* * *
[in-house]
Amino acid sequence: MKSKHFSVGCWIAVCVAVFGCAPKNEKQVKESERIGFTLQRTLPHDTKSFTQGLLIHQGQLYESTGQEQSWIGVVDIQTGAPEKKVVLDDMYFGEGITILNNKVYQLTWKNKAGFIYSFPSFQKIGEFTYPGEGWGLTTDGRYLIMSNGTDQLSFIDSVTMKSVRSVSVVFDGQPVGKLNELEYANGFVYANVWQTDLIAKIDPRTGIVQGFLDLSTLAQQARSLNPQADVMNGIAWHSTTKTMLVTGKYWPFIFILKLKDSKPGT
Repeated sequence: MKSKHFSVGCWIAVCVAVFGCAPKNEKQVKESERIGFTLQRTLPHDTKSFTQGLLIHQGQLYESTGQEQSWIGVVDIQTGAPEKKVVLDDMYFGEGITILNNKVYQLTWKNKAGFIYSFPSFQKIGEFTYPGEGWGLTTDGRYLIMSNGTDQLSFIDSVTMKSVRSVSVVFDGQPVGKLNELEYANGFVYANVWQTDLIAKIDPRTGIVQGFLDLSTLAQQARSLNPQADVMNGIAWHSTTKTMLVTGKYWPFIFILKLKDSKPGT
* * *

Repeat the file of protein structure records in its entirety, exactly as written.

[in-house]
Amino acid sequence: MKSKHFSVGCWIAVCVAVFGCAPKNEKQVKESERIGFTLQRTLPHDTKSFTQGLLIHQGQLYESTGQEQSWIGVVDIQTGAPEKKVVLDDMYFGEGITILNNKVYQLTWKNKAGFIYSFPSFQKIGEFTYPGEGWGLTTDGRYLIMSNGTDQLSFIDSVTMKSVRSVSVVFDGQPVGKLNELEYANGFVYANVWQTDLIAKIDPRTGIVQGFLDLSTLAQQARSLNPQADVMNGIAWHSTTKTMLVTGKYWPFIFILKLKDSKPGT
Repeated sequence: MKSKHFSVGCWIAVCVAVFGCAPKNEKQVKESERIGFTLQRTLPHDTKSFTQGLLIHQGQLYESTGQEQSWIGVVDIQTGAPEKKVVLDDMYFGEGITILNNKVYQLTWKNKAGFIYSFPSFQKIGEFTYPGEGWGLTTDGRYLIMSNGTDQLSFIDSVTMKSVRSVSVVFDGQPVGKLNELEYANGFVYANVWQTDLIAKIDPRTGIVQGFLDLSTLAQQARSLNPQADVMNGIAWHSTTKTMLVTGKYWPFIFILKLKDSKPGT